You are not permitted to download, save or email this image. Visit image gallery to purchase the image.
If someone had asked her a few years ago to chair the parent student teachers association at her child's school, Nicky Jocelyn-Homan's response would have been ''no way''.
But when the incumbent left midway through last year and someone in the Queen's High School association needed to take on the job, Jocelyn-Homan raised her hand.
The occupational therapy training she had just completed had given her confidence but not a job, so she decided to put her skills to use in a volunteer role.
''I was too enthusiastic,'' she says, laughing.
As well as helping late last year with the school's summer reading programme, the Dunedin woman mends clothes at its uniform shop, drives her daughter to rowing about 5.30am three days a week, cooks at rowing regattas and is on the parent student teachers association at her son's high school. However, she insists that other parents do much more.
For many New Zealanders, volunteering has involved helping out with their children's school and sports activities. These days it can also mean welcoming visitors at a Rugby World Cup, cleaning up after an earthquake or an oil spill, taking high school trips to Third World countries and everything in between.
Women - traditionally the source of volunteer labour - have entered the workforce in greater numbers, reducing the pool of available helpers. Organisations are recruiting online and, in some cases, becoming more professional in their management of supporters.
''Instead of one person volunteering for one organisation for a long, long time, people tend to volunteer in bits and pieces - a little bit for this organisation, a little bit for that, and more project-based rather than organisation-based,'' she says.
''Now, more than ever, people are very independent and their lives are going in many different directions. So organisations need to adapt and be flexible, just like workplaces are more flexible in their work hours for people.''
Projects in which people can use a range of skills are also a ''sexier sell'' than some traditional forms of helping, Volunteering Otago chairwoman Charlotte Flaherty believes.
''It used to be stuffing envelopes was seen as volunteer work. Now it's `Can you come up with a website for us?' ... It's really enticing to think you can see something from gestation to completion.''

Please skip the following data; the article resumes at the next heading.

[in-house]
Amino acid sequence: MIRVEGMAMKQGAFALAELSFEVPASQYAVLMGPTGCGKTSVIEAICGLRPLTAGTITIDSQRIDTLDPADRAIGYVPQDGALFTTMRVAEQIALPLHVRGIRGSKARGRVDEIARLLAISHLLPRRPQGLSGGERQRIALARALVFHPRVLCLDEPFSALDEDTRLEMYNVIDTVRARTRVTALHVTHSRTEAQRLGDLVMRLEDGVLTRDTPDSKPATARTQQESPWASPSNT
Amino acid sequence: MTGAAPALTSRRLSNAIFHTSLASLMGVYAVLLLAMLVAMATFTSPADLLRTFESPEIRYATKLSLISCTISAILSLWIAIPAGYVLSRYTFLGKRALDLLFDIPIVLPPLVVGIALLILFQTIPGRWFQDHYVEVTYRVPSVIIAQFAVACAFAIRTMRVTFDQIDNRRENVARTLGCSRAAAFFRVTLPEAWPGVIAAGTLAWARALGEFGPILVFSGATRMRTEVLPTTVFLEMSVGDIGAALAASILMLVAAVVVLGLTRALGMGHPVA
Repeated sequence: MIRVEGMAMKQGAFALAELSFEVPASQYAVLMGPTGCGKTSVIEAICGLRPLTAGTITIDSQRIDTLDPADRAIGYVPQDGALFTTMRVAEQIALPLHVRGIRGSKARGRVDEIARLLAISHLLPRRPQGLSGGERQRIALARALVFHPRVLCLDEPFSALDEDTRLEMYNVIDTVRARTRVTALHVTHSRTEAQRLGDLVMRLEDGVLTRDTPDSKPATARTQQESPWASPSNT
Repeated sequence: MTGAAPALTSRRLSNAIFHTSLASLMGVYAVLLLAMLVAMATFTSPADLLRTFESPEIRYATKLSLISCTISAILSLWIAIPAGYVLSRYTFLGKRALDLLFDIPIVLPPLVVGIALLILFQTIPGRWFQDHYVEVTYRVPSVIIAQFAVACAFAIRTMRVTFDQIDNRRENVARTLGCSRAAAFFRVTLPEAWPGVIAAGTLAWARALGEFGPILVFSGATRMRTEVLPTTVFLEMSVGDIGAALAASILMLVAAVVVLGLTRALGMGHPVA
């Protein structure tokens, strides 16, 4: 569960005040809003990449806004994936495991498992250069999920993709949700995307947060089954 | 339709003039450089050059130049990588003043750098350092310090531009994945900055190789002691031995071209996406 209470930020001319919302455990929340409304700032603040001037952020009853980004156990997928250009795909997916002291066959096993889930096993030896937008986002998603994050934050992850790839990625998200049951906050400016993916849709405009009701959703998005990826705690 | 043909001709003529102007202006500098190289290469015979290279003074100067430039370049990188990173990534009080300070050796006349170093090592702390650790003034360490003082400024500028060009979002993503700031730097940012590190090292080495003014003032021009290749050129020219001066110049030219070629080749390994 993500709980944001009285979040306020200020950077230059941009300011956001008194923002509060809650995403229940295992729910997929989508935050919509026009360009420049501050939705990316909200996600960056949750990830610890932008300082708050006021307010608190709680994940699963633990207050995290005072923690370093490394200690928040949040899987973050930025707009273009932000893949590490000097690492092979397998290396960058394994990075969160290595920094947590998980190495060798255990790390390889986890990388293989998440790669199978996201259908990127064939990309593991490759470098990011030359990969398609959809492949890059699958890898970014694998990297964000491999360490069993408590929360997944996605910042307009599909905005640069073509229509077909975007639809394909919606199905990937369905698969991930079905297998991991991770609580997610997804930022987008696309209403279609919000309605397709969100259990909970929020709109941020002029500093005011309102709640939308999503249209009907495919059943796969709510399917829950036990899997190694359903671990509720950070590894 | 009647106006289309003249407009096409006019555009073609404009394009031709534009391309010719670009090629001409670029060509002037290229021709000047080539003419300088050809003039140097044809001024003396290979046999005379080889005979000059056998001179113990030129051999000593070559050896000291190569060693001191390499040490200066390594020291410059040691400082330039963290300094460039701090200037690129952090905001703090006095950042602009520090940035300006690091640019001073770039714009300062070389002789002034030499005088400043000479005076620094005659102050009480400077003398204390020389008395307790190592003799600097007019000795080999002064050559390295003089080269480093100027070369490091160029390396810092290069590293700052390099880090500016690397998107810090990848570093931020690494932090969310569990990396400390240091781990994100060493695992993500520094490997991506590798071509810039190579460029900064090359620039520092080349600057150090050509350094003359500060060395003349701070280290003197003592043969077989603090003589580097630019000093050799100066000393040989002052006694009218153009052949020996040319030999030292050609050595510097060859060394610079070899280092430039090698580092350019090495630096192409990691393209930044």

But without volunteers, many events would not happen and, according to Clere, they can ''carry the ethos'' of an organisation in ways that no paid employee or media organisation can.
Statistics show that almost a third of New Zealanders aged 10 and over give their time to non-profit organisations.
Volunteers account for about 80% of the St John workforce and the country's firefighters. There are an estimated 500,000 working in sport - the biggest volunteer sector - and 4000 attached to Scouts New Zealand, which has 13 paid staff nationwide.
St John has had significant problems finding volunteers in rural areas such as Milton, Owaka and Balclutha and is short of about 100 people to crew ambulances in the Waitaki district, which stretches from Owaka to Geraldine and inland to Mt Cook. And the Fire Service reports staffing is sometimes difficult in rural areas because employment takes people out of those districts during the day.
Ironically, a drop in callouts may also be discouraging some volunteer firefighters - one manager likened it to being in a rugby team and not playing any games.
Ms Flaherty says central government is withdrawing money ''left, right and centre'' and may have a ''planned reliance'' on the work volunteers do to sustain the economy.
In her view, this is outweighed by the fact that volunteering makes neighbourhoods stronger and more cohesive: ''Volunteers really are the backbone, the blood and the gristle of our community.''
But there is an element of the same people stretching themselves and being used ''over and over again in different capacities''.